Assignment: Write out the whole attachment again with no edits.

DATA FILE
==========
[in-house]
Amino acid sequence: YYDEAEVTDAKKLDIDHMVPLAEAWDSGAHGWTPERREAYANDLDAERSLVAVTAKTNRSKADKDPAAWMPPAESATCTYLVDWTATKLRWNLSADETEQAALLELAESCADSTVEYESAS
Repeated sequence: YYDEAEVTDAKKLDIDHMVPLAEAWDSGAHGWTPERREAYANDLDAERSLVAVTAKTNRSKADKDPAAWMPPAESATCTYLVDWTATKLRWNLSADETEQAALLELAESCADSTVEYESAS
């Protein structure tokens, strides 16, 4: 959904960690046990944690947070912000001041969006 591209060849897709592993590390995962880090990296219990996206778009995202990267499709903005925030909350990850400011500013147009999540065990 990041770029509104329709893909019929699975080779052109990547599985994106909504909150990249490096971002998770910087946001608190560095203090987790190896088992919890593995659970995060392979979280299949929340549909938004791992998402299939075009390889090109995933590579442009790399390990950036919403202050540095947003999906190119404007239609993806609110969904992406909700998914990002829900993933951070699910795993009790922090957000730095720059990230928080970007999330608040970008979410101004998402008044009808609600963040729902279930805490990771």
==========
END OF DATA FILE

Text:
[in-house]
Amino acid sequence: YYDEAEVTDAKKLDIDHMVPLAEAWDSGAHGWTPERREAYANDLDAERSLVAVTAKTNRSKADKDPAAWMPPAESATCTYLVDWTATKLRWNLSADETEQAALLELAESCADSTVEYESAS
Repeated sequence: YYDEAEVTDAKKLDIDHMVPLAEAWDSGAHGWTPERREAYANDLDAERSLVAVTAKTNRSKADKDPAAWMPPAESATCTYLVDWTATKLRWNLSADETEQAALLELAESCADSTVEYESAS
């Protein structure tokens, strides 16, 4: 959904960690046990944690947070912000001041969006 591209060849897709592993590390995962880090990296219990996206778009995202990267499709903005925030909350990850400011500013147009999540065990 990041770029509104329709893909019929699975080779052109990547599985994106909504909150990249490096971002998770910087946001608190560095203090987790190896088992919890593995659970995060392979979280299949929340549909938004791992998402299939075009390889090109995933590579442009790399390990950036919403202050540095947003999906190119404007239609993806609110969904992406909700998914990002829900993933951070699910795993009790922090957000730095720059990230928080970007999330608040970008979410101004998402008044009808609600963040729902279930805490990771």